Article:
Judge Ketanji Brown Jackson, President Joe Biden’s nominee to replace Justice Stephen G. Breyer on the U.S. Supreme Court, was doubtless prepared for many types of questions when she appeared before the Senate Judiciary Committee in late March.
It’s not unusual for nominees to be asked to explain their judicial philosophy, to discuss their backgrounds and life experiences and to offer thoughts on past rulings by the court. What is unusual is for a nominee to be asked how often she goes to church – yet that is exactly what happened to Jackson.
U.S. Sen. Lindsey Graham (R-S.C.) grilled Jackson on her religious beliefs March 22, asking her how often she attends religious services and even requesting that she rate her religiosity on a scale from 1-10.
Jackson, who is currently a federal judge on the U.S. Court of Appeals for the District of Columbia Circuit, told Graham she’s a Protestant, but she refused to go beyond that. She pointed out that that these are private matters and noted for good measure that Article VI of the Constitution bars religious tests for public office. She also committed to separate her personal religious views from how she would rule as a judge. Jackson said she is “mindful of the need for the public to have confidence in my ability to separate out my personal views.”
As Americans United noted on its “Wall of Separation” blog, Graham was undoubtedly trying to settle old scores with this line of questioning. Graham and other Republicans on the committee are still smarting over questions Justice Amy Coney Barrett was asked that touched on religion during her confirmation hearing.
But as AU pointed out, those questions were legitimate. The issue came up because Barrett, as a law professor, had signed a public statement attacking legal abortion and had taught law students at the Blackstone Fellowship, a legal clinic sponsored by Alliance Defending Freedom (ADF). ADF is a Christian nationalist legal group, and the Blackstone website used to boast that its goal was to “recover the robust Christendomic theology of the 3rd, 4th and 5th centuries.” This led some people to conclude, with justification, that Barrett might have difficulty separating her religious views from her rulings, and she was asked about that during her Supreme Court nomination hearings.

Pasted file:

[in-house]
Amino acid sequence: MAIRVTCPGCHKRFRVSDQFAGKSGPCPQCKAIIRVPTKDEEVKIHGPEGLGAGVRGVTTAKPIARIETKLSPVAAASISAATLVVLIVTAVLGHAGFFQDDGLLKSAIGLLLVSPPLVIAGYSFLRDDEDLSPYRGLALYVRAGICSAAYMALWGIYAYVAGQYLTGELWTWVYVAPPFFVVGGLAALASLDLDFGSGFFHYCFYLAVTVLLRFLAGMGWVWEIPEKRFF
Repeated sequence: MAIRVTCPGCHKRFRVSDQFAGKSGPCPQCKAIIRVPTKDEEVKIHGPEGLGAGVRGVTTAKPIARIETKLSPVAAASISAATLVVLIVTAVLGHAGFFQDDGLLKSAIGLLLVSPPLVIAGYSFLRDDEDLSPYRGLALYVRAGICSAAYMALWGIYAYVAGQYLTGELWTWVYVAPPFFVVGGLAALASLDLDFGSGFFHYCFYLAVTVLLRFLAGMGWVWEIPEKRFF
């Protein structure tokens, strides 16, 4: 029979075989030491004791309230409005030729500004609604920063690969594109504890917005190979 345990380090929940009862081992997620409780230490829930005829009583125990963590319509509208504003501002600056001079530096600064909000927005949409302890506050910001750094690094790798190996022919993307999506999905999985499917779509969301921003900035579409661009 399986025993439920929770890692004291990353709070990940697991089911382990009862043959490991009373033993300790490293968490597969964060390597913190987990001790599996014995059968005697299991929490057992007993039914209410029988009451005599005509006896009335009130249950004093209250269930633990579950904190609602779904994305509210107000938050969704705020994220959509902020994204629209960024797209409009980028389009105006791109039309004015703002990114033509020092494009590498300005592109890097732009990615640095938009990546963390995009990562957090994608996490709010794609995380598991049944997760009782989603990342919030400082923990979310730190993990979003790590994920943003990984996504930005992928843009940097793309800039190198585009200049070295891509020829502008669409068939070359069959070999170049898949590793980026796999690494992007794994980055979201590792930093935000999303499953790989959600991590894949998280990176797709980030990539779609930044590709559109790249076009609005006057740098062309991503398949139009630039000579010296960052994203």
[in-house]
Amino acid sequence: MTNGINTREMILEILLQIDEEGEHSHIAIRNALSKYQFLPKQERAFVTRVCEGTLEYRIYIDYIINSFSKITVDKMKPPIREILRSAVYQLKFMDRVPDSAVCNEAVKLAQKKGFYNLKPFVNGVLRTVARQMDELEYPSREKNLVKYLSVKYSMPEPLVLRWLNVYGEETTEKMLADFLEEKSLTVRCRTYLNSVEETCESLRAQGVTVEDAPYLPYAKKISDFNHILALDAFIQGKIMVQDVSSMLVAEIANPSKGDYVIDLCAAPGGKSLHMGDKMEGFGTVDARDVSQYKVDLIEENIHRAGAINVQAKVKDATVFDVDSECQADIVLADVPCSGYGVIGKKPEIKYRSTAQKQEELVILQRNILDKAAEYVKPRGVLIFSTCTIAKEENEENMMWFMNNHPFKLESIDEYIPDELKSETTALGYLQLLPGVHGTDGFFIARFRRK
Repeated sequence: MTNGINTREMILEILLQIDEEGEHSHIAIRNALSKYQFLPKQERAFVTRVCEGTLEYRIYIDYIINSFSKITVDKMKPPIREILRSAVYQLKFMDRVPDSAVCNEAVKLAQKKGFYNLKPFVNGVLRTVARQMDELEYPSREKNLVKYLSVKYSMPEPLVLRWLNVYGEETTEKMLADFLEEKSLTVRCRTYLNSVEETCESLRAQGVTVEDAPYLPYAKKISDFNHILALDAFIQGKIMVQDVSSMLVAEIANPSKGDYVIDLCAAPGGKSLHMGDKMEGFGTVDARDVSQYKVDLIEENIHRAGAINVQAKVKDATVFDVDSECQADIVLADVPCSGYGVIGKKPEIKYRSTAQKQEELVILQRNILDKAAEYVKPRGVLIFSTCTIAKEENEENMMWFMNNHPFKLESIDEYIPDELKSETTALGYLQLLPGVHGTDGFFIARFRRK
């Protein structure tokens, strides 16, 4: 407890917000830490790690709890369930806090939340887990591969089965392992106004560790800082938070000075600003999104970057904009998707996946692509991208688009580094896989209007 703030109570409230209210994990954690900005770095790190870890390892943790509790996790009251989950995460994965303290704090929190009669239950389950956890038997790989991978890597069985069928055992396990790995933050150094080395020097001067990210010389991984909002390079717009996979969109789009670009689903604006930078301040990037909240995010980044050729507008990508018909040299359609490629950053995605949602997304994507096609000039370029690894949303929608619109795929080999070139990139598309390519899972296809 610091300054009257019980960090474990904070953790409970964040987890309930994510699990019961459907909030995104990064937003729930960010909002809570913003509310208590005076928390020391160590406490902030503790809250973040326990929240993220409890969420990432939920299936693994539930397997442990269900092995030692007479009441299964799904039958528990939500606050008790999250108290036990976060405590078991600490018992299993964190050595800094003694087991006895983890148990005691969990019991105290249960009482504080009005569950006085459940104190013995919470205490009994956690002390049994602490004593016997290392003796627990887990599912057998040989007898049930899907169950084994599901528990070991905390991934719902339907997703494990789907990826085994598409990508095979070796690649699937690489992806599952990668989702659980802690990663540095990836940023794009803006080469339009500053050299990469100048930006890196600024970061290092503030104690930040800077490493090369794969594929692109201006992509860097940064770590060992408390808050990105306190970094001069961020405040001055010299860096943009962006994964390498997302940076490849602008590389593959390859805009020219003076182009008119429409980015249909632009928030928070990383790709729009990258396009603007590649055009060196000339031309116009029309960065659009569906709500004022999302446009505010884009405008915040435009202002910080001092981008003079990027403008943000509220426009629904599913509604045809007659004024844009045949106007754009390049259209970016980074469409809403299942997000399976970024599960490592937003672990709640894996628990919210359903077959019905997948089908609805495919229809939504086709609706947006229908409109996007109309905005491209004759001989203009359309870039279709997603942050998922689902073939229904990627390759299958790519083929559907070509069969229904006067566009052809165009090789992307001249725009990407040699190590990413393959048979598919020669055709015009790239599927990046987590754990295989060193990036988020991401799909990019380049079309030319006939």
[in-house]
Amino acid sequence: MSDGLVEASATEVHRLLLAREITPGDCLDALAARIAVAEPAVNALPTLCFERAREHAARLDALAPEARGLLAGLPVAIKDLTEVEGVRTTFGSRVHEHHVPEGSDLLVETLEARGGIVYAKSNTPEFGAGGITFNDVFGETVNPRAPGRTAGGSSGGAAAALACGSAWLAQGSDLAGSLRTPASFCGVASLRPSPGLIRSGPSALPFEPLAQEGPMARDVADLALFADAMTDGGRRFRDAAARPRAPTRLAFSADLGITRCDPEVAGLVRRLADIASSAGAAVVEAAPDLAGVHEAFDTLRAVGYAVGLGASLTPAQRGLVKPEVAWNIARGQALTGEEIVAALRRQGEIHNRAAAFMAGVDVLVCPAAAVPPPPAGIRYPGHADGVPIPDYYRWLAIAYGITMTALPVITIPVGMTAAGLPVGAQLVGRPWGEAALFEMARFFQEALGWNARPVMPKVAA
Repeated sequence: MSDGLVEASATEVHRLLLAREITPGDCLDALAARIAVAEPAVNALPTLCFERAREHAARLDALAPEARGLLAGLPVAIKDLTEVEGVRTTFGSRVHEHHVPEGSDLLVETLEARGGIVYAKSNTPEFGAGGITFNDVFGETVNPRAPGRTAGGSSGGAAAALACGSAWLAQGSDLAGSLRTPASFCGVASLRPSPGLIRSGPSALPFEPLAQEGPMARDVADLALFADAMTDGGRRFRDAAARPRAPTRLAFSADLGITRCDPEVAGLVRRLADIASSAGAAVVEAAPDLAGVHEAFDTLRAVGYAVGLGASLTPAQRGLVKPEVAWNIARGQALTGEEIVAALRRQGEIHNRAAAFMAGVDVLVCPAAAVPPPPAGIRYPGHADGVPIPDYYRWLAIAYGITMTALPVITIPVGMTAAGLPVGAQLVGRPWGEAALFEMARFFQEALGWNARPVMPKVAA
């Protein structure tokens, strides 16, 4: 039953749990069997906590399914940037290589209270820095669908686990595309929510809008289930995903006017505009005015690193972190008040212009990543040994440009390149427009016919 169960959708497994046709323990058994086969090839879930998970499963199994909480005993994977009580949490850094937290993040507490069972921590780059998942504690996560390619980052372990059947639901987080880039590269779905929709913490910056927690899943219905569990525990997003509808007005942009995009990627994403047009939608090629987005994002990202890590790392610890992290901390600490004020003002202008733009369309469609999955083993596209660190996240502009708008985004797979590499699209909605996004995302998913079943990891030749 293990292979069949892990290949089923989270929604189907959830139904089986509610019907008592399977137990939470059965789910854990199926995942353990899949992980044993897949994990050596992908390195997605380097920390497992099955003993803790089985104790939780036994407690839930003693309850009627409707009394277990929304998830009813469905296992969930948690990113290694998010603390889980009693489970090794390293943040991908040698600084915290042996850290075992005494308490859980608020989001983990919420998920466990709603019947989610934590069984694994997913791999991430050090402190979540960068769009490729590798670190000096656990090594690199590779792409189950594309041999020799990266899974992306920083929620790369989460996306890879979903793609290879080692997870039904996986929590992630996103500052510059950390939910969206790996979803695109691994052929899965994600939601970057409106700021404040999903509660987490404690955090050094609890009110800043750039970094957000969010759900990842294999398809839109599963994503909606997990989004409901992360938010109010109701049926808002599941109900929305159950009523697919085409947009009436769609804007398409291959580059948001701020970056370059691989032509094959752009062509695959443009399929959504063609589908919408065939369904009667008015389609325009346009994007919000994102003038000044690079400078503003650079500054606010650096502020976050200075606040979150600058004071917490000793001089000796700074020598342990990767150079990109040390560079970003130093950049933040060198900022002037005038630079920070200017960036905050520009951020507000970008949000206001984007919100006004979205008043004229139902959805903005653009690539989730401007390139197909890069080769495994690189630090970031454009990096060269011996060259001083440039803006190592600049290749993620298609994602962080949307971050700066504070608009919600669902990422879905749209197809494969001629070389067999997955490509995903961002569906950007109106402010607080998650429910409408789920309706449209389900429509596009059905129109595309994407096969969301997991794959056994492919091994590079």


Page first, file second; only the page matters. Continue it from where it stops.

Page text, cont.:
“Unlike Barrett, Jackson has no record of making public statements that indicate she wants to fuse religion and government, nor did she teach classes on behalf of an organization that has the stated goal of tearing down the church-state wall,” observed AU on its “Wall of Separation” blog. “Grilling the nominee on her religious beliefs might help people like Graham and his allies score cheap political points, but it sheds no useful light on the type of justice Jackson might turn out to be.”
Other senators also quizzed Jackson on issues that touch on church-state separation. U.S. Sen. John Kennedy (R-La.) asked Jackson whether she had a personal belief about when life begins. Jackson answered, “I have a religious belief that I set aside when I am ruling on cases.”
Asked by U.S. Sen. Jon Ossoff (D-Ga.) about the meaning of religious freedom, Jackson replied, “As you mentioned, free exercise of religion and the Establishment Clause, which prevents [the] state, the government, from preferring [one] religion over another is foundational. It is the principle that many people originally came to this country when it was founded in order to support. It was people who fled from religious persecution and wanted to found a country where everyone could believe what they wanted to believe and not have the government encroach on, hinge on, burden that right, And so it is a core foundational right. It is in the First Amendment.”
U.S. Sen. John Cornyn (R-Texas) criticized the high court’s ruling in 2015’s Obergefell v. Hodges, which had the effect of legalizing marriage equality in all 50 states. Cornyn argued that the decision conflicts with some Americans’ religious beliefs and asked Jackson to comment.
“That is the nature of a right,” Jackson replied. “When there is a right, it means that there are limitations on regulation, even if people are regulating pursuant to their sincerely held religious beliefs.”